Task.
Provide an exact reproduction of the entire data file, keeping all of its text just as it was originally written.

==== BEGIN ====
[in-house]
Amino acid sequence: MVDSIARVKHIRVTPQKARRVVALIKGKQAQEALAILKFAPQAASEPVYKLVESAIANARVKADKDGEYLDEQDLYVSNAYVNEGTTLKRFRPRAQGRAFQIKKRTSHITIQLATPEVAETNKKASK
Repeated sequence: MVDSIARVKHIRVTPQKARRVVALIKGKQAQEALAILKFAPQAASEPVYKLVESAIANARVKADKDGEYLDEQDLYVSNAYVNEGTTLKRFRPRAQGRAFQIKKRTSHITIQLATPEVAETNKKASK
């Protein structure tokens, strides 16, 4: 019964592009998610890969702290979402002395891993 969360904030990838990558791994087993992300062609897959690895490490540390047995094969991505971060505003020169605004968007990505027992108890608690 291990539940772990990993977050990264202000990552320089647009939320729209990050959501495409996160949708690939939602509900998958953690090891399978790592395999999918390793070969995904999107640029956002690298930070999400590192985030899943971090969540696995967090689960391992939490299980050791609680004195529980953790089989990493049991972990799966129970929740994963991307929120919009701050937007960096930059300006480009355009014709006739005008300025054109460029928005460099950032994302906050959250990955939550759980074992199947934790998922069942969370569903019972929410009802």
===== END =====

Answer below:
[in-house]
Amino acid sequence: MVDSIARVKHIRVTPQKARRVVALIKGKQAQEALAILKFAPQAASEPVYKLVESAIANARVKADKDGEYLDEQDLYVSNAYVNEGTTLKRFRPRAQGRAFQIKKRTSHITIQLATPEVAETNKKASK
Repeated sequence: MVDSIARVKHIRVTPQKARRVVALIKGKQAQEALAILKFAPQAASEPVYKLVESAIANARVKADKDGEYLDEQDLYVSNAYVNEGTTLKRFRPRAQGRAFQIKKRTSHITIQLATPEVAETNKKASK
């Protein structure tokens, strides 16, 4: 019964592009998610890969702290979402002395891993 969360904030990838990558791994087993992300062609897959690895490490540390047995094969991505971060505003020169605004968007990505027992108890608690 291990539940772990990993977050990264202000990552320089647009939320729209990050959501495409996160949708690939939602509900998958953690090891399978790592395999999918390793070969995904999107640029956002690298930070999400590192985030899943971090969540696995967090689960391992939490299980050791609680004195529980953790089989990493049991972990799966129970929740994963991307929120919009701050937007960096930059300006480009355009014709006739005008300025054109460029928005460099950032994302906050959250990955939550759980074992199947934790998922069942969370569903019972929410009802």